July 30, 2013
Board Tenure: The New Hot Governance Topic?
At a recent event, a member joked with me that his CEO was asked: “What was the average age of directors on his board?” – and the CEO answered: “Dead.” Based on recent stats, it appears that many directors are comfortable as turnover is quite low these days. This is reflected in Jim Kristie’s Directors & Boards piece entitled “Troubling Trend: Low Board Turnover.” As Jim points out, a director with a certain background might make sense for the company now – but might not ten years down the road as the circumstances change.
Perhaps even more important is the independence issue – is a director who sits on the board for several decades likely to still be independent after such a long tenure (see this WSJ article about the 40-year club)? Does it matter if management turns over during the director’s tenure? And if so, how much? These are issues that are being debated. What is your take?
As blogged by Davis Polk’s Ning Chiu, CII is considering policy changes linking director tenure with director independence, under which it would ask boards to consider a director’s years of service in determining director independence. According to the proposed policy, 26% of all Russell 3,000 directors have served more than 10 years and 14% have served more than 15 years. CII would not advocate for any specific tenure, unlike the European Commission, which advises that non-executive directors serve no more than 12 years. Note that under the UK’s “comply or explain” framework, companies need to disclose why a director continues to serve after being on the board nine years. I have heard that seven years is the bar in Russia.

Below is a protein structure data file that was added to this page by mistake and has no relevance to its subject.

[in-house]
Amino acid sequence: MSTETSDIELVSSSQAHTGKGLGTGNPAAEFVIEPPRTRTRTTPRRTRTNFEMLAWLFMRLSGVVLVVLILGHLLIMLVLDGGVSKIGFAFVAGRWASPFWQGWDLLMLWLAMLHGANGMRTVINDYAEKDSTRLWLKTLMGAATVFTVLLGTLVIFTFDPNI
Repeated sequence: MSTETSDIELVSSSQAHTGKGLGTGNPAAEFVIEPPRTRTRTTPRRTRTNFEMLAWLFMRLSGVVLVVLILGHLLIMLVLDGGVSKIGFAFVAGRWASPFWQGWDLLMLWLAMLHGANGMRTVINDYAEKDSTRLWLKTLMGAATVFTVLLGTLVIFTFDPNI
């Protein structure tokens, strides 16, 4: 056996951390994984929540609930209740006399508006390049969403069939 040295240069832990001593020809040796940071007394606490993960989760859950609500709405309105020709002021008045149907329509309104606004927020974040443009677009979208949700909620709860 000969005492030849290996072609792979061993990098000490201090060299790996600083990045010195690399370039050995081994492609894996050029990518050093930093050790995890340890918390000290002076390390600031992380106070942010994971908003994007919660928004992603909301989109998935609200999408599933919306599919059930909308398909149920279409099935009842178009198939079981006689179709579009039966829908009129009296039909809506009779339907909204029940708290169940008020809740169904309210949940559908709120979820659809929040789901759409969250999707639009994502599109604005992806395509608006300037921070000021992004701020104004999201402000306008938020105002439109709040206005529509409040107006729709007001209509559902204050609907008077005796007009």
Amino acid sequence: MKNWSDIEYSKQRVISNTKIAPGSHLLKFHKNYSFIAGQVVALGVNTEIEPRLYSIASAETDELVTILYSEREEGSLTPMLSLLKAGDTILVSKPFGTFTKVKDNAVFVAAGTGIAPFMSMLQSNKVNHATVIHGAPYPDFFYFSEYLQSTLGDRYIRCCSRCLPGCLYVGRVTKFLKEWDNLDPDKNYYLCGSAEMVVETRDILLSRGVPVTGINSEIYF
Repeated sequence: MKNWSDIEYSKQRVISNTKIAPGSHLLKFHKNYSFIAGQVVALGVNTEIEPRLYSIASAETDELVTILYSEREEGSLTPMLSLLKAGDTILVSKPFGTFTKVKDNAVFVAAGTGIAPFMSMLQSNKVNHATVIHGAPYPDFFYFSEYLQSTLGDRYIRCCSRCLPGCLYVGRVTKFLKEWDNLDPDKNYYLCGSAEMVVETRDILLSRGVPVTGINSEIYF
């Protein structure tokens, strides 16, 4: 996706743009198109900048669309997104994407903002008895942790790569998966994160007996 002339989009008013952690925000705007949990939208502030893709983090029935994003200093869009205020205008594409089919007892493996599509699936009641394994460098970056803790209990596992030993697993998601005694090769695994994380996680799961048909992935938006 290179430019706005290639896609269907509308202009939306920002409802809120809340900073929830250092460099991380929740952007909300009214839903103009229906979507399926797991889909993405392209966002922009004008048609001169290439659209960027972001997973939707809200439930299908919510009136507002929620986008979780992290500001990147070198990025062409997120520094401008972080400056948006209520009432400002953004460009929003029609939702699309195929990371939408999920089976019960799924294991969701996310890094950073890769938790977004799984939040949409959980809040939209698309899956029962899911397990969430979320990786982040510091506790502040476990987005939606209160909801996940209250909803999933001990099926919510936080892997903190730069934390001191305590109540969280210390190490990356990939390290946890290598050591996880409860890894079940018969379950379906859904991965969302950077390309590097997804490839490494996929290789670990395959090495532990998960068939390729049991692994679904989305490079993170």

How Does Low Board Turnover Impact Board Diversity?
Related to proper board composition is the issue of whether low board turnover is just one more factor that stifles board diversity. As well documented in numerous studies (see our “Board Diversity” Practice Area), gender diversity on boards has essentially flat-lined over the past decade – and actually has regressed in some areas. This is a real-world problem as it’s been proven that differing views on a board lead to greater corporate performance. To get boards back on track, I do think bold ideas need to be implemented – and plenty are out there, such as this one. I can’t believe that more investors haven’t been clamoring for greater diversity – but I do believe that day is near…
Meanwhile, check out the nifty artwork from the cover of this issue of Directors & Boards:
Should Directors Talk to the Press?
Written from the perspective of a journalist, this article clamors for more directors to talk to the press. The author believes that directors are reticent to open up because of fear of being misquoted or uninformed. Apparently, the author is not aware of Regulation FD, which was adopted in 2000 – three years after his example of when a director was helpful to him in reporting a story. [Of course, Reg FD doesn’t apply to communications to the news media, but FD does cast a big shadow.]
– Broc Romanek